Celebrating Ordinary Time

Statue of JesusNow that we’re in Ordinary Time, it’s essentially “back to normal.” We return to the color green, the hymns lack any unique emphasis, and the Scriptures are more cyclical than celebratory. In essence, we’ve been through Advent and Christmas and ordinary time can seem a tad, well, ordinary (note: I’m aware “ordinary” comes from the numbering pattern, but bear with my analogy).

In the Church, it’s actually possible to have a little post-celebration letdown. I am somewhat guilty of this as well. I always became excited during Advent and it continued through Christmas. Then, once Ordinary Time started, I began looking forward to Lent. However, this is a mistake. There’s actually a lot we can do to celebrate ordinary time and make it more exciting. Below are a few possibilities.

Celebrate the Saints

There are many feast days during ordinary time. It’s a good time to read up on the saints, ask for their intercession, and generally observe their life and their days. If they’ve left us written writings, maybe even read up some of their wisdom.

Find the Unique Themes

The different appointed prayers and Scripture readings at mass have some unique and fascinating themes. But, since there’s not an overarching theme (like waiting for Advent or penance for Lent), we can miss some of the smaller topics. Pay extra attention during mass and pick out the emphasis and then…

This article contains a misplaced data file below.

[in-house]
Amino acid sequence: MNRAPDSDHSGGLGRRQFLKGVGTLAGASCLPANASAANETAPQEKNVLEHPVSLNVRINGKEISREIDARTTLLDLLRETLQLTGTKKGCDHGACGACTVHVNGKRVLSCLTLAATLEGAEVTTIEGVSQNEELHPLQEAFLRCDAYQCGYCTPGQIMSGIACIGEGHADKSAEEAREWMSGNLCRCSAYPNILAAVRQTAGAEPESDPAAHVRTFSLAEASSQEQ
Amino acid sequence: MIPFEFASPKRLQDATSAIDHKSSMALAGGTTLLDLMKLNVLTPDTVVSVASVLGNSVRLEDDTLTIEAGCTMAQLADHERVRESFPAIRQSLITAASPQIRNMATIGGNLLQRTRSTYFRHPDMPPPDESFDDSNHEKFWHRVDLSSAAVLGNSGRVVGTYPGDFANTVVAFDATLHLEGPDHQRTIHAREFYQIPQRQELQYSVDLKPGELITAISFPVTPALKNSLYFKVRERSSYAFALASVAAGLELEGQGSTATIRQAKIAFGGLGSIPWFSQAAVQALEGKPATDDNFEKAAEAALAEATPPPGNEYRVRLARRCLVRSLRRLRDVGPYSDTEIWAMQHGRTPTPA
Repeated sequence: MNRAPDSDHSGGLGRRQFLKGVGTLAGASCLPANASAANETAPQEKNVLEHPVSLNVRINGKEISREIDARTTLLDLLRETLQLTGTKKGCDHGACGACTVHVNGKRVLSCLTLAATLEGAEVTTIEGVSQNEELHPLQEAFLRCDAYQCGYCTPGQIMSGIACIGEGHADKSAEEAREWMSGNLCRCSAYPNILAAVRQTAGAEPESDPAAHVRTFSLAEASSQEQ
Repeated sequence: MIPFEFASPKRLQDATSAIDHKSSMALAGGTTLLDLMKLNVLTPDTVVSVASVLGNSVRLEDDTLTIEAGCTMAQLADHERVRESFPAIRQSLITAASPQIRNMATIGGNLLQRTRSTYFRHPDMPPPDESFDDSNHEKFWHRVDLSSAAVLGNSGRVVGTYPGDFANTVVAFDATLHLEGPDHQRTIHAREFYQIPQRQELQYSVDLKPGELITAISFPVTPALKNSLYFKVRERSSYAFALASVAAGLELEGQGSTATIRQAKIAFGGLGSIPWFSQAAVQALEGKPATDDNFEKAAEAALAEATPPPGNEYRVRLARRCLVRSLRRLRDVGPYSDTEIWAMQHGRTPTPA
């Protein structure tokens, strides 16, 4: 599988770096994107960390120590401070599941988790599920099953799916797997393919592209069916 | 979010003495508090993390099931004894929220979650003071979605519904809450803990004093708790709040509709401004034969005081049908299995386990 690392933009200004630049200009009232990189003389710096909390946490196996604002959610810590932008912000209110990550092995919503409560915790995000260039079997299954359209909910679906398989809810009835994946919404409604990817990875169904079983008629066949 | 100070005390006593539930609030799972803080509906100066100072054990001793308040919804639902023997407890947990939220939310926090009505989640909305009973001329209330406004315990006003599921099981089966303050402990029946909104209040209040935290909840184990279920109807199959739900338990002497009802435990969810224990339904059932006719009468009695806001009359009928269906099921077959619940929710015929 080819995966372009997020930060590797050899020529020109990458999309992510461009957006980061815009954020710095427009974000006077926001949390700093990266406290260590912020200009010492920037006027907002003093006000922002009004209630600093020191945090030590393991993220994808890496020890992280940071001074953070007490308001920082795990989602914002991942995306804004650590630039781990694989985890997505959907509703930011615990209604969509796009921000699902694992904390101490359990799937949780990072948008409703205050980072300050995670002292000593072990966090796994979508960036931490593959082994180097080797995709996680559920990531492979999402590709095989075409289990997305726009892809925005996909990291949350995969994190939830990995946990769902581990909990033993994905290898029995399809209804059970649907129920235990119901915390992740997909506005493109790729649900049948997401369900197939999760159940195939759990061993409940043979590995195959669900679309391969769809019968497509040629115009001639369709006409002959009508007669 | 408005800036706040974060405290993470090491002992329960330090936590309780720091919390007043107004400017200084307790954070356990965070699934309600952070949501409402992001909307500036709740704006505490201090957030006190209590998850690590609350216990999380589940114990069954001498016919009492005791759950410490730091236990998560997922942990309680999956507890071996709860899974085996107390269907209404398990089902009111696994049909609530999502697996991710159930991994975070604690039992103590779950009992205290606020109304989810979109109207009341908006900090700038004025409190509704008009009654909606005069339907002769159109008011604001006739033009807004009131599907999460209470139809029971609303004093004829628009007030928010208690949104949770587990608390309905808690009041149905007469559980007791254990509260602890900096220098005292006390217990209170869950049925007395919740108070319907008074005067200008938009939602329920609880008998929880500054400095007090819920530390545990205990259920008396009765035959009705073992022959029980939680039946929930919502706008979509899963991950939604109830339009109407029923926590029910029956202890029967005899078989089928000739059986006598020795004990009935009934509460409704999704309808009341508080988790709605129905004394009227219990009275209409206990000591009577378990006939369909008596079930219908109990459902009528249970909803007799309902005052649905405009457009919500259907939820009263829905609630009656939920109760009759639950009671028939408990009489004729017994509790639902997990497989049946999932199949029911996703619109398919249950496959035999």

Live the Theme

Each week, focus on living that theme or emphasis throughout the week. Maybe it’s grace or gratitude. Whatever the focus, try to center your week around what you heard read and prayed during the Sunday mass. This will allow you to appreciate the richness of the entire Church Year, not just the larger topics like Advent and Lent. After all, lots of people have put a lot of time into developing these prayers and readings.

So, as we enter into Ordinary Time, I hope you can celebrate it. If you start digging deeper, you’ll find there doesn’t have to be anything ordinary about it.

About Jonathan Bennett

Jonathan Bennett is a writer, speaker, and small business owner. He started ChurchYear.Net in 2004, along with his brother David. The site gets over one million visitors a year. His writings have also appeared in church bulletins, newspapers, and other media.

Leave a Reply